'We will find of the 150 or so county councillors we have got that some of them aren't suitable, of course we will,' Mr Farage says immediately when the topic of individual candidates arises. 'But, then again, look at the calibre from the other parties and they have unsuitable candidates, too. It is a difficult thing for a volunteer army to get elected into these things and for everybody to fit the mould. It is not going to happen. But am I confident that the vast majority that get elected are going to be hard working and diligent? Yes I am.'

And Mr Farage also dismisses that fact that UKIP's alliance with Labour in Norfolk will provide fuel for the Tories' claim that 'if you vote Labour, you get UKIP'.

He said: 'I haven't told any of them what to do. Get on with it, you are free. Make your own arrangements. If you think that what you are doing is in the best interests of the people in those divisions, then get on and do it. There could be all sorts of odd co-operations with UKIP and any party, I am completely relaxed.'

Mr Farage says the rivalry with the Tories is more psychological than mathematical. And claims from the mainstream parties that UKIP is 'just a protest vote' and there is 'nothing in it' or that it was 'mid term blues' are wrong, he says.

'I spent a fortnight starting off in Cornwall, working up through the west side of England to Hadrian's Wall and back down the east side of England on what we called the 'common sense tour' in the April in the run up to the county elections. There wasn't much common sense being shown in the evenings, believe you me.'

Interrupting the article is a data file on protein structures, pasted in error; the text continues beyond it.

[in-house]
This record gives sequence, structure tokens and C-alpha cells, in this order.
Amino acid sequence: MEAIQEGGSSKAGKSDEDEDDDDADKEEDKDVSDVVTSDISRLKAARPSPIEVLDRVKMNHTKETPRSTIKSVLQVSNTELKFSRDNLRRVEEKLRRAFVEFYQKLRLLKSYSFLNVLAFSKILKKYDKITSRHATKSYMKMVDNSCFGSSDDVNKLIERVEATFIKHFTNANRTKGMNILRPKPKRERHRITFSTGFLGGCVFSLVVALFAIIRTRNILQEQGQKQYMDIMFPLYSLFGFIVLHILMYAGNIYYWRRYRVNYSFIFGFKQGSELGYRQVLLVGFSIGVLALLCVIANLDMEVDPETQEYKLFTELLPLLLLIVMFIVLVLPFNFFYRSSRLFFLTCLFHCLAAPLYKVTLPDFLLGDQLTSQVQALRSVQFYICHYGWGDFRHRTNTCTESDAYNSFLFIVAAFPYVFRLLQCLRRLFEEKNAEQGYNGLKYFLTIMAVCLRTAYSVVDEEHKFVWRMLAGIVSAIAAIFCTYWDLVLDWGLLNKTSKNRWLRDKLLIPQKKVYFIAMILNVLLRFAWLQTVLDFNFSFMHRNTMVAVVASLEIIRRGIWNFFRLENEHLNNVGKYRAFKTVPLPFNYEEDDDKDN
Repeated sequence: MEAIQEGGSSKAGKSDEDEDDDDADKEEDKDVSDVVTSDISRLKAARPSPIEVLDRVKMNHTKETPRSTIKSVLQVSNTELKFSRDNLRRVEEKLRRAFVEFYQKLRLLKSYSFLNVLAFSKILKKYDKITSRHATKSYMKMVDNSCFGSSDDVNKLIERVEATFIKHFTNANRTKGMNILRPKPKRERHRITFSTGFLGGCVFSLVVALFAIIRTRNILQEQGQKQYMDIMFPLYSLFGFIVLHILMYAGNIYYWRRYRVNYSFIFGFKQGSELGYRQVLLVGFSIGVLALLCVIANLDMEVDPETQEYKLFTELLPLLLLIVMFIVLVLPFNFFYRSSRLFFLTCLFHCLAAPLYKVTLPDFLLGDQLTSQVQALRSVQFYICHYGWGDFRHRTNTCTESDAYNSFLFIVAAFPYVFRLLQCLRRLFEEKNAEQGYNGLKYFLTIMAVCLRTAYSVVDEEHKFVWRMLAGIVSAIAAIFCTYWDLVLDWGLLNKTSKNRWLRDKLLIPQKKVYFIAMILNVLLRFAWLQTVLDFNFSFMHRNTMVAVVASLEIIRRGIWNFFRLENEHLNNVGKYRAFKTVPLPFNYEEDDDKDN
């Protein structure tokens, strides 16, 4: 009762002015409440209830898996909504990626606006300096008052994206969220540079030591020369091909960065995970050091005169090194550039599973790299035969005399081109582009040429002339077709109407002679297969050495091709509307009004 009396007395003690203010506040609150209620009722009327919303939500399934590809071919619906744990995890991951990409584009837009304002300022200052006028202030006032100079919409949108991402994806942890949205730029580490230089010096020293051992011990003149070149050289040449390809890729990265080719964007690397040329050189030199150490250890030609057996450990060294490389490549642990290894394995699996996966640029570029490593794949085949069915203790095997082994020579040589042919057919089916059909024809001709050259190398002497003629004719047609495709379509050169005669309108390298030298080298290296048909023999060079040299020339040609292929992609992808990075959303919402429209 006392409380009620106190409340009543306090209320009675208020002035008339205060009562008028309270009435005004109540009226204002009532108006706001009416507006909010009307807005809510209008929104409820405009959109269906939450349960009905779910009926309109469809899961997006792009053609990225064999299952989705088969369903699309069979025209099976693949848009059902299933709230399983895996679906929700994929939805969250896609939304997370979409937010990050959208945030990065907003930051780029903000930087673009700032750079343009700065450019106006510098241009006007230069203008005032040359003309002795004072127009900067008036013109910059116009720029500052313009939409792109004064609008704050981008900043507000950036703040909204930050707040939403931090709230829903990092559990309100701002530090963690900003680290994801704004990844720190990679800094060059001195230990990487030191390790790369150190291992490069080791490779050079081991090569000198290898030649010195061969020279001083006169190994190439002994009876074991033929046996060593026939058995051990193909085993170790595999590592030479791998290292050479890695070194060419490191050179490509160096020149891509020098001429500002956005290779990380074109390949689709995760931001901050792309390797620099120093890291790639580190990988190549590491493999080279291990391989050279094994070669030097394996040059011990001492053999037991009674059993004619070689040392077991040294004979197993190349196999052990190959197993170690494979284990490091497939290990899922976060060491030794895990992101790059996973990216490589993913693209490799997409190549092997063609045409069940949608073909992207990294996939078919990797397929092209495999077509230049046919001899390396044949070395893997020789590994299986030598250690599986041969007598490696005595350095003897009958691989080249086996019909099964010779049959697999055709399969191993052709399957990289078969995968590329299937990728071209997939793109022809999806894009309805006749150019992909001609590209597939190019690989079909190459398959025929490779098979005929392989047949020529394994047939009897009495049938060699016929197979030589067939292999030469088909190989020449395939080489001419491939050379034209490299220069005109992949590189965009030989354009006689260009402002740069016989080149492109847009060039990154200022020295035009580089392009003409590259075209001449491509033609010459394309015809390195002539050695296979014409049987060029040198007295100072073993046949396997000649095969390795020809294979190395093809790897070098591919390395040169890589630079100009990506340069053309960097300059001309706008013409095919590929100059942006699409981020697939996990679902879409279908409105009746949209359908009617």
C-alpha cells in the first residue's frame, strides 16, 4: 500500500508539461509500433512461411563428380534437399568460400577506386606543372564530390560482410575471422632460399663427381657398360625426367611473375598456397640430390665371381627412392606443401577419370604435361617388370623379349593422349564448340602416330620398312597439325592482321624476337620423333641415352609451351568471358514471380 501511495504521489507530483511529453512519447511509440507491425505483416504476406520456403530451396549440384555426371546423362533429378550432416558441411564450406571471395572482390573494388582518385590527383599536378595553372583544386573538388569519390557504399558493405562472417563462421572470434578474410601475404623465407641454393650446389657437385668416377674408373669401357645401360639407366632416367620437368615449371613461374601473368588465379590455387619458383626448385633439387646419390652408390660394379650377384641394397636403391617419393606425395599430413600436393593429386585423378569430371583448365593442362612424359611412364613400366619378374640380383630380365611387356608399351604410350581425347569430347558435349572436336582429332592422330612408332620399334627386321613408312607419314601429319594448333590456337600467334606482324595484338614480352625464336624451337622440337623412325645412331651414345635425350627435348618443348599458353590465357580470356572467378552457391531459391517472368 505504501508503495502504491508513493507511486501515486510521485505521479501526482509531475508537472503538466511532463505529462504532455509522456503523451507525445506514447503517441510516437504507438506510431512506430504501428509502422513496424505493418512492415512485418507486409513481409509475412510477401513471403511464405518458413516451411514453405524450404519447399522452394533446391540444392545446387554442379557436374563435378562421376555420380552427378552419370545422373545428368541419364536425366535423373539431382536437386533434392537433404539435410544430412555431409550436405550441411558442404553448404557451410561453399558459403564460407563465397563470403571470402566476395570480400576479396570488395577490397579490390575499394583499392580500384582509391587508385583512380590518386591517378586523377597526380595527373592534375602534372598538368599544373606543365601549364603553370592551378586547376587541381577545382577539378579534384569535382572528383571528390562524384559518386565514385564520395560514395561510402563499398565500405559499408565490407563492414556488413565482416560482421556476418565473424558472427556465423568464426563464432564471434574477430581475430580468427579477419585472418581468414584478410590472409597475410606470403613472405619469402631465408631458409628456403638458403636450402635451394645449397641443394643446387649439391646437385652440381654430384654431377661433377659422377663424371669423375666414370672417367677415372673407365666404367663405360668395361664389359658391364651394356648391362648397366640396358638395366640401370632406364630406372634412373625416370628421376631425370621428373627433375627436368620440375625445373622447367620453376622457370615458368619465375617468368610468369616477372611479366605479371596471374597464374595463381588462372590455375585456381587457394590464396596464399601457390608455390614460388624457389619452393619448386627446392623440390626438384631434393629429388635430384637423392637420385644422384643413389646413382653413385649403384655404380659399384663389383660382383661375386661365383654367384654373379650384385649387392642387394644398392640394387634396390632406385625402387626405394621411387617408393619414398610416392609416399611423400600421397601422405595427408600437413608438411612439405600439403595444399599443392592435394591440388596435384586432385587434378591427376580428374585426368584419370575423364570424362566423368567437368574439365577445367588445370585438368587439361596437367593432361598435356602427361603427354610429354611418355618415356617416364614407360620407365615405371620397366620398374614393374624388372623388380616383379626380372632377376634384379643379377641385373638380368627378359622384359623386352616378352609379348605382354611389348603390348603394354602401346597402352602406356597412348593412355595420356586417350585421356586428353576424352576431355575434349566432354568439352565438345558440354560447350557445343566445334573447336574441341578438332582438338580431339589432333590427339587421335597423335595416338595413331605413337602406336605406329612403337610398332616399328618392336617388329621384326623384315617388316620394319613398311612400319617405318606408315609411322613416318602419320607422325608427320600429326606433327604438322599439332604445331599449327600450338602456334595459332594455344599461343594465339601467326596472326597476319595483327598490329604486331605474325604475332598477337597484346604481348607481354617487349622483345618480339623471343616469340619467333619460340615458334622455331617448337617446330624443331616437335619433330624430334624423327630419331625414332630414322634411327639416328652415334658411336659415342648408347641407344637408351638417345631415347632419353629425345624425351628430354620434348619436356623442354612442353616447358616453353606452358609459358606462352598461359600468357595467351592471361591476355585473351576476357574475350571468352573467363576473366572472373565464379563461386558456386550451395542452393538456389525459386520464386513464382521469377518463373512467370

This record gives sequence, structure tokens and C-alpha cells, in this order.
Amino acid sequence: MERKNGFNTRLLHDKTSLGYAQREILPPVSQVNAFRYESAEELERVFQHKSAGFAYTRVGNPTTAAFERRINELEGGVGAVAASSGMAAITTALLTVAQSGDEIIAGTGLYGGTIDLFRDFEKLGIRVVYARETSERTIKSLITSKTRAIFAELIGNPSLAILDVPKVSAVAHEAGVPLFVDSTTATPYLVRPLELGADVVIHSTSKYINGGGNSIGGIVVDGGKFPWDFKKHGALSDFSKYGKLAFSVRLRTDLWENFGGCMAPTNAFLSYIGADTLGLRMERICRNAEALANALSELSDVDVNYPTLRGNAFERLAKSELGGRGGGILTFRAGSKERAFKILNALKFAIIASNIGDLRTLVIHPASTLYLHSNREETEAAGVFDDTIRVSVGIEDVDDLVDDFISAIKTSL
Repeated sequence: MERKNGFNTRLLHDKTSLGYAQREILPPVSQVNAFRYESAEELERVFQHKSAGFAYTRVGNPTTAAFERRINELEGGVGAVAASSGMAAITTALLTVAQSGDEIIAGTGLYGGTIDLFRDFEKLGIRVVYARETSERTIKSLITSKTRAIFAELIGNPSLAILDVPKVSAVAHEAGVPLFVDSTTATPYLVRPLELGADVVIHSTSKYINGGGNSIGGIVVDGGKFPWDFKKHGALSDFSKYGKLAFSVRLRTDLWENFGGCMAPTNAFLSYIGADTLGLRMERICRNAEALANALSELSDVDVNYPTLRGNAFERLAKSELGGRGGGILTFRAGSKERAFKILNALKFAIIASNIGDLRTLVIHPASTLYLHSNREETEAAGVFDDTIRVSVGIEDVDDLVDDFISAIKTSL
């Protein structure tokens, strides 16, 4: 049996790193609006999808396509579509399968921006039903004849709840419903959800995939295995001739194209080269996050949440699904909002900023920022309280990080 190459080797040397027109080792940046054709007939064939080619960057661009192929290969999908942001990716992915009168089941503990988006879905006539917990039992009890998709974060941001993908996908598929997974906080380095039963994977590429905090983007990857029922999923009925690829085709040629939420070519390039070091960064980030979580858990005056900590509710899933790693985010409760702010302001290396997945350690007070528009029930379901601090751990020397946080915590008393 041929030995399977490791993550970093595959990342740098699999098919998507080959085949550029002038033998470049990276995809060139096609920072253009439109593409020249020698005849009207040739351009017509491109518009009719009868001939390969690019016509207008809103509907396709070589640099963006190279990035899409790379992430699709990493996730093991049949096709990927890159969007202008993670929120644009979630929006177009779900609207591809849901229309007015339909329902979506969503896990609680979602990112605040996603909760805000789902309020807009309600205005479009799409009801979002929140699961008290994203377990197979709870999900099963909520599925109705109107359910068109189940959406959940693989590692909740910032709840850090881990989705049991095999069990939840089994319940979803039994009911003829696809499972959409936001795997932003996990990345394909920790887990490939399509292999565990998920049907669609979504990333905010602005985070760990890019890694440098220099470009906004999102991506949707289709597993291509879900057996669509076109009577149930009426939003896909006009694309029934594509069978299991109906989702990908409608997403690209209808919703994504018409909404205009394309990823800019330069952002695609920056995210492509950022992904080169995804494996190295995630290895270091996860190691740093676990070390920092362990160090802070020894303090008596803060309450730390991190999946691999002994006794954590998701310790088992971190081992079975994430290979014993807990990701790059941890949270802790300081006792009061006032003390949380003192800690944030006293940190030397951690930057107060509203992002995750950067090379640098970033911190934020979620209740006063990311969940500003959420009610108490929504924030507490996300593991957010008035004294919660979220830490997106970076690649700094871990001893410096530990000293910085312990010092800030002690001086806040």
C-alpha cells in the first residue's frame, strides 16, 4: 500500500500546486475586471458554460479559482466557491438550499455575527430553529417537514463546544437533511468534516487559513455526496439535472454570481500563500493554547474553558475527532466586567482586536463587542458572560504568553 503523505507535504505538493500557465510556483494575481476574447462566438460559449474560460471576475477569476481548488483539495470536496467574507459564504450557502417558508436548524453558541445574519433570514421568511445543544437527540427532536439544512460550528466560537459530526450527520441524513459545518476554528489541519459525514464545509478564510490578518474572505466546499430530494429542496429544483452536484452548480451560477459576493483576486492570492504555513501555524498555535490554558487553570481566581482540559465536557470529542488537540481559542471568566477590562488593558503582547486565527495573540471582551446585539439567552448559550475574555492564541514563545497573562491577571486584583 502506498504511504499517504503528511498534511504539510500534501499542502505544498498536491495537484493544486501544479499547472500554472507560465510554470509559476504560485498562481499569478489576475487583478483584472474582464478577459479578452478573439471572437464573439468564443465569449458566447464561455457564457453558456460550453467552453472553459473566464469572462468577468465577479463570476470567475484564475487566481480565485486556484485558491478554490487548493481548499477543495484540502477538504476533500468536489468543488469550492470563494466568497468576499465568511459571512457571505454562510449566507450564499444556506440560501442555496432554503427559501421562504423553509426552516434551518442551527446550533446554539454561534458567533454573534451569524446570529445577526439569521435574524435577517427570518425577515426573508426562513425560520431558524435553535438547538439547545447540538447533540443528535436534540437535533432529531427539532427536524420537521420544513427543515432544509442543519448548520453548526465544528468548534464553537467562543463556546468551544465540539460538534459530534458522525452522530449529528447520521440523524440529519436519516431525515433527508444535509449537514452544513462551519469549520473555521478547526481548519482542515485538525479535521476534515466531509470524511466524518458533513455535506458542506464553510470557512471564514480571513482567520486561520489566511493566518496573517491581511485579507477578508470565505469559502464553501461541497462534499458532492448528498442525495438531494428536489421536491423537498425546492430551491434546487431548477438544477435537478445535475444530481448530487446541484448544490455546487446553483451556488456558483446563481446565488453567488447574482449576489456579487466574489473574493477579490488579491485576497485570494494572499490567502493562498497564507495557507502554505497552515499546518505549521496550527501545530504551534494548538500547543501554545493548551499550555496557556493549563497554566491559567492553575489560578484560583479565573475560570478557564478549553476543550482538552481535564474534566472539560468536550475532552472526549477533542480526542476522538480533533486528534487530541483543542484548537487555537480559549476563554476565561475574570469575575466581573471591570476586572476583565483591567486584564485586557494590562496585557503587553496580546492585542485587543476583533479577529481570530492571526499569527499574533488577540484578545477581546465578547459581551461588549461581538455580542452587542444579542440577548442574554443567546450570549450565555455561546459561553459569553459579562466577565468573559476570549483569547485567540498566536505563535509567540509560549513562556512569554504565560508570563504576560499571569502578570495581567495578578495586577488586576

But he said he learnt on the tour that the view that everybody who votes for UKIP is a retired colonel who lives on Sailsbury Plain, with extremely right wing views on everything was wrong.

Polling suggests the party is taking votes from the Lib Dems, Labour and those who have not voted for many years.

But while everybody is clear on UKIP's views on Europe, being a party in Westminster would be about more than that – something Mr Farage is quick to address.

The party has come under fire for its last election manifesto which analysts and opponents say was unaffordable.

And Mr Farage makes no pretence. It was a 'Horlicks. I have burnt the 2010 manifesto. It is a dead parrot,' he said.

But he is quick to deny responsibility for it, claiming it was written at time when he had 'run away to fly light aircraft' and move the subject on to the party's new full time head of policy.

'There were proposals in the 2010 manifesto where cuts could come from, but they were not properly costed,' he said. 'Becoming a grown up party means that is what we have got to do.

'We have got a lot to do in a relatively short space of time, but we are building a team. It is still small. There are some very professional people, we have got energy and enthusiasm.'